Starving the Vultures is the first album by the deathgrind/goregrind band Circle of Dead Children and has many black metal references, reminiscent of the band Von.
Starving the Vultures is one of these albums that stands out both by being brutal and in your face as death metal should be, while managing at the same time to create an intimate feeling of minimalistic and atmospheric misanthropy.
Being the first album ever releashed by the band Circle of Dead Children we can understand how it would be so easily overlooked, yet this album is at the same time the beginning and culmination of heavy atmospheric metal such as the music played by bands like Von Goat.
Starving the Vultures is mostly and underrated yet not unpopular masterpiece in the heavy metal scene.
First and foremost, Starving the Vultures is a pioneer work of art considering that the album was released in 1999 back when the atmospheric genre was virtually non-existent.
You can listen to as many recent “atmospheric” metal records as you want, none convey the same message and the same emotions as Starving the Vultures.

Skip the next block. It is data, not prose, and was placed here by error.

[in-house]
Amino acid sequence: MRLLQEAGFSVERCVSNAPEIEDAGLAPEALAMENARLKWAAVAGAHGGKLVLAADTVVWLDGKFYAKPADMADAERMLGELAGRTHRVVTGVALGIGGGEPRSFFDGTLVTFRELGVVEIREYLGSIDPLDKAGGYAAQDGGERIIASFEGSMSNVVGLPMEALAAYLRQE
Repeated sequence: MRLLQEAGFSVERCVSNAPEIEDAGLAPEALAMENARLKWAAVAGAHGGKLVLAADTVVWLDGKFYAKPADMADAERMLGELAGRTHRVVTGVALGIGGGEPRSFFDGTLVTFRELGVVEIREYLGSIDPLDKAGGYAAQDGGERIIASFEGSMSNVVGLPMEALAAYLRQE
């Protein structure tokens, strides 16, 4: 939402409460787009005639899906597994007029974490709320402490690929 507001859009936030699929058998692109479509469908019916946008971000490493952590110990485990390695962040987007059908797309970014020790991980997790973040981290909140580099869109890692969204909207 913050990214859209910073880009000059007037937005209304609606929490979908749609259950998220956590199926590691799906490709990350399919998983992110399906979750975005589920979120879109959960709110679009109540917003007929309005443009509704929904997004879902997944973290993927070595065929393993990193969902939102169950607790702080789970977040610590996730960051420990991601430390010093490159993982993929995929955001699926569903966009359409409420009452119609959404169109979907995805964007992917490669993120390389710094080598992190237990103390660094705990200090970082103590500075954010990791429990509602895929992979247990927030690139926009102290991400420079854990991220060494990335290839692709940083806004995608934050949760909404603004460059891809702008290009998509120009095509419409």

Secondly, unlike most modern black metal Starving the Vultures doesn’t try to sound “evil” or dark. Instead of relying on sound mastering, polishing and production, Starving the Vultures focuses on the music and more importantly the message that the music conveys, which I believe should be the purpose of every album.
Starving the Vultures was created to contradict the modern metal trend, in which appearances prime over musical meaning. In the modern metal trend people began listening to extreme metal music just to go with the flow, dress up and sound “dark”. In opposition to this trend, Starving the Vultures is a distorted, obscure, and yet melancholic ballad portraying everything extreme metal should be.
While most black metal bands try to sound evil with raspy and distorted vocals, on the album Starving the Vultures every instrument personifies raw hate.
The guitars overall are raspy and destructive, interacting in a chaotic, distorted yet clean way.
The songs Return to Water, Doom Farmer and Heidi’s Arrow produce a particular minimalist and eerie feeling that contrasts with the brutality of the tracks.
Summarizing this review, Starving the Vultures is a close as you can get to perfect atmospheric yet brutal deathgrind. In essence, you don’t know raw and distorted until you have listened to Starving the Vultures.
Starving the Vultures final score : 96 / 100